A couple have an affair. The man leaves for Iraq. While he’s gone the woman has his child. For whatever reasons she doesn’t tell him. She gives the child to her parents to raise. Four years later the man returns from Iraq and learns he has a child. He immediately quit his job and moved closer to his child. He started paying child support. He visited as often as allowed. The grandparents filed for custody of the child. What happens? Does the father get custody of the child or the grandparents?
In Jones v. Russell, the N.C. Court of Appeals held that the father had not acted inconsistently with his rights as a parent. This is important because the constitution provides parents with superior rights to their children. If a parent acts inconsistent with those rights by abandoning the child, abusing the child, or neglecting the child they may lose the superior standard. The court considers several factors and the determination is made on a case-by-case basis. In this case the Court held that the father had not acted inconsistently and therefore the court did not have to consider the best interest of the child standard which you sometimes hear about in custody cases. The father of the child was awarded custody and the grandparents were awarded visitation.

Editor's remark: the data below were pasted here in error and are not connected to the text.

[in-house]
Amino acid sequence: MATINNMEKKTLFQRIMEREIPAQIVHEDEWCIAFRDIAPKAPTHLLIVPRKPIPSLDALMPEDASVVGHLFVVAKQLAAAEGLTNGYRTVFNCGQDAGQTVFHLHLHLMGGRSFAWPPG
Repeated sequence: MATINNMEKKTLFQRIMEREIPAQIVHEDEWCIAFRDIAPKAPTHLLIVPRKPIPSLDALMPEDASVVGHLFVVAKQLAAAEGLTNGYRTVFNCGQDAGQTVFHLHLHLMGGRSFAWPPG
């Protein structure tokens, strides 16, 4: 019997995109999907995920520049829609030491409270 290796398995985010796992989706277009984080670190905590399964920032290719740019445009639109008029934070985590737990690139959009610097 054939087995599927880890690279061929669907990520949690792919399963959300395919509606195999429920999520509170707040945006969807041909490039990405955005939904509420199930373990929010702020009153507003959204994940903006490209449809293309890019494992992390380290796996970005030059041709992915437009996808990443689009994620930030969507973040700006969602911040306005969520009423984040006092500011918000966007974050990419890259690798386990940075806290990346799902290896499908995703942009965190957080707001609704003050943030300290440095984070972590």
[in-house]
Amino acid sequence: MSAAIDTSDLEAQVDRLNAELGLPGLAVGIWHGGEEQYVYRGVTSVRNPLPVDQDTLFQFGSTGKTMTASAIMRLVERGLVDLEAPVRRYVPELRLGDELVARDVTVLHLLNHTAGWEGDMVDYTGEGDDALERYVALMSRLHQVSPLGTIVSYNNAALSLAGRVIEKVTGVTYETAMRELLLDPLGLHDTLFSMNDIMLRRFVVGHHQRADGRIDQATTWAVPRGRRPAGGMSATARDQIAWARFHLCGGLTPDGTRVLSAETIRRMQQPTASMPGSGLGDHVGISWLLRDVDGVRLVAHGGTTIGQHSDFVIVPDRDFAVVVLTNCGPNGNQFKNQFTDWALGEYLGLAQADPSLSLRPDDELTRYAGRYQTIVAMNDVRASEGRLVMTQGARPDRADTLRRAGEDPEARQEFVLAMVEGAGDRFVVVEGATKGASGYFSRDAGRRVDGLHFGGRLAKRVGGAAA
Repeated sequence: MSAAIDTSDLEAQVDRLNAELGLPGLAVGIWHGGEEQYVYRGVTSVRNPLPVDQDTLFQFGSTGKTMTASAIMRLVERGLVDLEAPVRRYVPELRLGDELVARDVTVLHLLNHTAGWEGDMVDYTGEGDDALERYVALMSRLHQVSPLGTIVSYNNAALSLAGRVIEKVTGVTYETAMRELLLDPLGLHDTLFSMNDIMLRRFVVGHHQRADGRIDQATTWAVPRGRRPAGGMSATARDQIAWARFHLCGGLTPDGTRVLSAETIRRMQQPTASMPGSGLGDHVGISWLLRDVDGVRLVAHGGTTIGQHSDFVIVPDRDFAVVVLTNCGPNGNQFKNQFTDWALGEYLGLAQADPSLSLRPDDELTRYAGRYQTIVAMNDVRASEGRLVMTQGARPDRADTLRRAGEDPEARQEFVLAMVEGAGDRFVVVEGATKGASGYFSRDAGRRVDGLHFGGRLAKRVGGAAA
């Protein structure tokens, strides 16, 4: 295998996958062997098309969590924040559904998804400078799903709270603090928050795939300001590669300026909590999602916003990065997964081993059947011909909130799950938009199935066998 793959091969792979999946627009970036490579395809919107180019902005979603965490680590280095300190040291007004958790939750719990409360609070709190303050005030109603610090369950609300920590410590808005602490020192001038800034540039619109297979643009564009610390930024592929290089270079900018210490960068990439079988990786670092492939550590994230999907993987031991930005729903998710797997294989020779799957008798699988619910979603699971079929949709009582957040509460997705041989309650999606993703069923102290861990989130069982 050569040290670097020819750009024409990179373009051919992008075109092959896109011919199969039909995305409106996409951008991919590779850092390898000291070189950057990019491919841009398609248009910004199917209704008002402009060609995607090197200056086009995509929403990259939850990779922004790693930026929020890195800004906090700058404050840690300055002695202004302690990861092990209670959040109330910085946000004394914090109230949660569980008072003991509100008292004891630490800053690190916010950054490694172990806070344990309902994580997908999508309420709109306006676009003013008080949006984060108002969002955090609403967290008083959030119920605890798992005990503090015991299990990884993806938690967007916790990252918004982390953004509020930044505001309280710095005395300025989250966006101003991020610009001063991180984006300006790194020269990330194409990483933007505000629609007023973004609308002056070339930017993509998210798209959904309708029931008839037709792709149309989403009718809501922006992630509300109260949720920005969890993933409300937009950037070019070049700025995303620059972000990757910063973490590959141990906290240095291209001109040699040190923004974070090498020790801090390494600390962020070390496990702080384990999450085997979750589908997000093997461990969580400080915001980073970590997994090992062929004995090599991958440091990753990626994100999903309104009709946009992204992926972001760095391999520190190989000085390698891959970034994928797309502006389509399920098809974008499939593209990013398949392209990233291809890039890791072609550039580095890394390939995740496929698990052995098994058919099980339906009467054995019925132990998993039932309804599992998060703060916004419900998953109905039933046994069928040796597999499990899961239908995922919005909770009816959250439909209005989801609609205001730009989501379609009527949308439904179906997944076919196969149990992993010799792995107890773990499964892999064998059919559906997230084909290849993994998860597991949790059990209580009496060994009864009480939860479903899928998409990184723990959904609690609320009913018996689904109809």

- What Are Dependents? (turbotax.intuit.com)
- When a child is being kept by the grandparent is the grandparent’s income used when calculating the father’s child support payments (wiki.answers.com)